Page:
Gen Con Championship Predictions
“Difficult to see. Always in motion is the future.”
I've been challenged with the task of predicting the future. Today I see: People, sitting, at long tables with cards in front of them, the sounds of rolling dice, joy, sorrow, excitement, tension, victory and defeat. It's Gen Con! It's the Star Wars Trading Card Game Championship. Perhaps if I concentrate... Yes! I see! I see the decks that the people are using!
Would you like to know what they are?
OK, back to reality. A soothsayer I am not. But I do have an opinion on what decks I think will be used at this year's Gen Con. I foresee the use of some familiar decks and the use of some new combos.
Let's start with the Light Side.
Princess Leia (G)
Look for Light Side to utilize Chewie Reanimator, Rebel, Jedi, and Naboo/Gungan decks. That said, the #1 most frequently used combo in Light Side decks this year will probably be Princess Leia (G) and her Smuggler friends. Leia (G) provides damage prevention for all Smugglers, but the best part of her ability is that it works while she's piloting a Transport (providing you with an extra 3 build points per turn.) The most common Smugglers used in these decks are Han Solo and Dash Rendar (A), but you may also see Lando Calrissian. If you do see Lando, expect a heavy dose of Bespin units in the Ground arena to beef up Lando Calrissian (G).
The focus of this deck is to win the Space and Character arenas. The Space units revolve around a fully stacked Millennium Falcon, the Redemption (A) (to heal Leia), Luke’s X-Wing stack, and intercepting units to provide cover. Leia provides damage prevention for your Smugglers so that they can decimate the Character arena and remain unscathed.
Most of this deck's weakness lies in the Ground arena and it's susceptibility to Rebel Surrender. That's why this deck carries a good dose of disrupt cards. Variations might see card draw units in Ground, Luke Skywalker instead of Lando, and damage prevention cards.
Jedi Council Quorum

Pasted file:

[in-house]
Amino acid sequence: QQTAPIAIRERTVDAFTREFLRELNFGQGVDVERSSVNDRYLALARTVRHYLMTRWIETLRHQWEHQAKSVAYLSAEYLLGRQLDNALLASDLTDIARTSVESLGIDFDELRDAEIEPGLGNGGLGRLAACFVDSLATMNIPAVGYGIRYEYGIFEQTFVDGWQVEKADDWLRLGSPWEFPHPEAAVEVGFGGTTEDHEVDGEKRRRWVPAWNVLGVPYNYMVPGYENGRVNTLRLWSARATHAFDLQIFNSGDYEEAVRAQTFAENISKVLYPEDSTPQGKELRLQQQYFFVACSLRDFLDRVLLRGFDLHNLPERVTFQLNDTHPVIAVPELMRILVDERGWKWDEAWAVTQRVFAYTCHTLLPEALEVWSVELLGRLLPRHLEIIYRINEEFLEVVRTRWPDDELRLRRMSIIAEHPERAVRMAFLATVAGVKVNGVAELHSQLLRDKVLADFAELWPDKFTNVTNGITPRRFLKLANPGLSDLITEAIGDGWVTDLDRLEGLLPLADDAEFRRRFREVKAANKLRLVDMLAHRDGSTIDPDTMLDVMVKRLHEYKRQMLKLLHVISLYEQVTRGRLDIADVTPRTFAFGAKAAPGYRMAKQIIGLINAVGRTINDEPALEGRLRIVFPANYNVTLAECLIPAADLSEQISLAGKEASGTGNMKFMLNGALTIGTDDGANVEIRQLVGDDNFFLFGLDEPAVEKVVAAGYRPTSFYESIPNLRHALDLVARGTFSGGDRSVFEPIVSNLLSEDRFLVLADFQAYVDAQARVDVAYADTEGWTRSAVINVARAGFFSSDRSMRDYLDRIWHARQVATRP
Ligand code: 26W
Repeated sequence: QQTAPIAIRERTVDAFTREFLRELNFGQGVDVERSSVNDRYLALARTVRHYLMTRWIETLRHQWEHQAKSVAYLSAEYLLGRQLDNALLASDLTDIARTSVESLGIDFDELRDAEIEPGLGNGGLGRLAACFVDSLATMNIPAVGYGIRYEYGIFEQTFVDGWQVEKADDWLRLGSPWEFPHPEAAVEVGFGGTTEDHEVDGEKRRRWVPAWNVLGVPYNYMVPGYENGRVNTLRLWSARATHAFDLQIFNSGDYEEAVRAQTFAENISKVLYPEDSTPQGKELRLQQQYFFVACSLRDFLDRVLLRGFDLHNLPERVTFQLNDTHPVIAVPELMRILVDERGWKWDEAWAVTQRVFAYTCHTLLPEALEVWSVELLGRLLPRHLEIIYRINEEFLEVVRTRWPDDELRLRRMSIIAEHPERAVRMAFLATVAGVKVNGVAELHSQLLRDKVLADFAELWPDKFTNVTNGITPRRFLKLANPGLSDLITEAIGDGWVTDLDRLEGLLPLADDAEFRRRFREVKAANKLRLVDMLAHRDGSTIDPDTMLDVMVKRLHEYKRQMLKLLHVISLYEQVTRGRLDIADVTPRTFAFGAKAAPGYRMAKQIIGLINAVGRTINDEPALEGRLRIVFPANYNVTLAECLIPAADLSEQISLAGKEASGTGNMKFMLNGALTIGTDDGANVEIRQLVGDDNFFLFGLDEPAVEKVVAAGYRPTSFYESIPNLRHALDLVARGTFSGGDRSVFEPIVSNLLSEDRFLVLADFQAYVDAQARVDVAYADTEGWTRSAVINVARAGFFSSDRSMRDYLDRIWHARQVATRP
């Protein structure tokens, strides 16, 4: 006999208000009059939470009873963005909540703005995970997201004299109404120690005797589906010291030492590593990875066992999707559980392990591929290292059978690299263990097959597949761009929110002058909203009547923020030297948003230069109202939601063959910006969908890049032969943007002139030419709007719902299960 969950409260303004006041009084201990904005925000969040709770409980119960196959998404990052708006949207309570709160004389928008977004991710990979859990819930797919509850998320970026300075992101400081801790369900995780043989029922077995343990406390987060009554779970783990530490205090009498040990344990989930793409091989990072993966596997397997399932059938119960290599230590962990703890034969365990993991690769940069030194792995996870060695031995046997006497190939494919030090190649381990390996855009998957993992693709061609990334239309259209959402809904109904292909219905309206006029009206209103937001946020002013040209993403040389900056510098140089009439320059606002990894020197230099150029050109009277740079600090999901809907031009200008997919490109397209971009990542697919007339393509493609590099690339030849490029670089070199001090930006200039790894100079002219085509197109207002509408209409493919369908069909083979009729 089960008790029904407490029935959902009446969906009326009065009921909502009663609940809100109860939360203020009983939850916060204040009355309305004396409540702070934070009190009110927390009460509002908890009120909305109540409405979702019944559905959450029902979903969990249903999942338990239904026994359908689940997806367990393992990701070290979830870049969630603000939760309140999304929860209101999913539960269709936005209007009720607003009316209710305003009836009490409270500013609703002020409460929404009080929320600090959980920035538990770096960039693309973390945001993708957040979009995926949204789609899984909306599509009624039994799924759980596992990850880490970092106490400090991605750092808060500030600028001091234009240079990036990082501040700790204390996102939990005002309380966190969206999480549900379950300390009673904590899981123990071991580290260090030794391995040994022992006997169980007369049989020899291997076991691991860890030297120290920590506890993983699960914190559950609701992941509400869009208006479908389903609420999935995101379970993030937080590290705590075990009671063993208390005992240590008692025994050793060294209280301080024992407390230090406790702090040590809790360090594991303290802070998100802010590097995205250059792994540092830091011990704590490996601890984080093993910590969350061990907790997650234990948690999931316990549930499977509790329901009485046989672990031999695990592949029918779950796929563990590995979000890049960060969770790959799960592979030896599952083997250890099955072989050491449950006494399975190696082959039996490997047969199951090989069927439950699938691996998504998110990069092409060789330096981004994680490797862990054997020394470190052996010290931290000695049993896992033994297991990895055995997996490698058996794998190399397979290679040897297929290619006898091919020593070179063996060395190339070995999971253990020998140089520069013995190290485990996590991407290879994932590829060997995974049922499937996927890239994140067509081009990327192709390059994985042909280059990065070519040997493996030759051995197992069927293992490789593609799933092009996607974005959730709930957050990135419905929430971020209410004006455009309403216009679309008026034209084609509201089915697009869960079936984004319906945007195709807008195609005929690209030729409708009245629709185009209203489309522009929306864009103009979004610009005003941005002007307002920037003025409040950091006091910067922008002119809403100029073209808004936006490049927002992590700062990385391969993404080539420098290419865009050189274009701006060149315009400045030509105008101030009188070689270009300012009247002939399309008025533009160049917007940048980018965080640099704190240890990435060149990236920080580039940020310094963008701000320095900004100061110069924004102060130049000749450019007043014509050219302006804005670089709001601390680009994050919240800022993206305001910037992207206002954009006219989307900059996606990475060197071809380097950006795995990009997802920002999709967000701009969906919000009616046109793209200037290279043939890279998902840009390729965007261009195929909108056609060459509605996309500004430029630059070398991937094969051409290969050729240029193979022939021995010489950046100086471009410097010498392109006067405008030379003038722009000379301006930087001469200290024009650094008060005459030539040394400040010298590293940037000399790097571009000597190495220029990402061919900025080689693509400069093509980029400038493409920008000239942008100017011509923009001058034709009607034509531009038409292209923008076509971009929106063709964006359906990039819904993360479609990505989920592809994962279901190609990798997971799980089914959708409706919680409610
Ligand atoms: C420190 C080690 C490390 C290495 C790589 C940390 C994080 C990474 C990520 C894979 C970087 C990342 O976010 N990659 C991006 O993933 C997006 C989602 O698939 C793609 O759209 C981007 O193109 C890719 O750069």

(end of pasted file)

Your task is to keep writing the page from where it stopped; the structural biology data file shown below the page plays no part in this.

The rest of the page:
Secondly for the Light Side, expect to see the Jedi Council Quorum decks in the Championship. The cards that make Quorum work with efficiency are: Han's Promise, Gallofree Medium Transport (and its smaller cousin, the Corellian Corvette), Jawa Sandcrawler, Discuss it in Committee, and Yoda's Hut.
This deck is a wise choice for the combo-based player, but in my own opinion it wins through underhanded methods. Any deck that doesn't win through battle is, in my mind, an easy way out. I can see if you're playing with the Dark Side here, but the Jedi are above such trickery—winning by technicality and deception is the way of the Sith.
Duel of the Fates
In addition to Quorum, the Light Side might be using a new combo deck, one based on Duel of the Fates. This deck relies on three specific combos, one for each arena, all of which work with Duel of the Fates.
In Space, the combo is IG-2000 (A) with Dantooine System. Get the IG-2000 out during setup. When build starts, do not pay its Upkeep, thus tapping it. Deploy Dantooine System and Duel of the Fates. Discard the Location, so your opponent cannot attack tapped units. Make sure you choose speed for your choice on IG-2000. The next Space battle starts, and you choose speed again; by this time you should be faster than all the units your opponent. With Dantooine still in play, you can attack all his/her units and your opponent cannot attack IG-2000.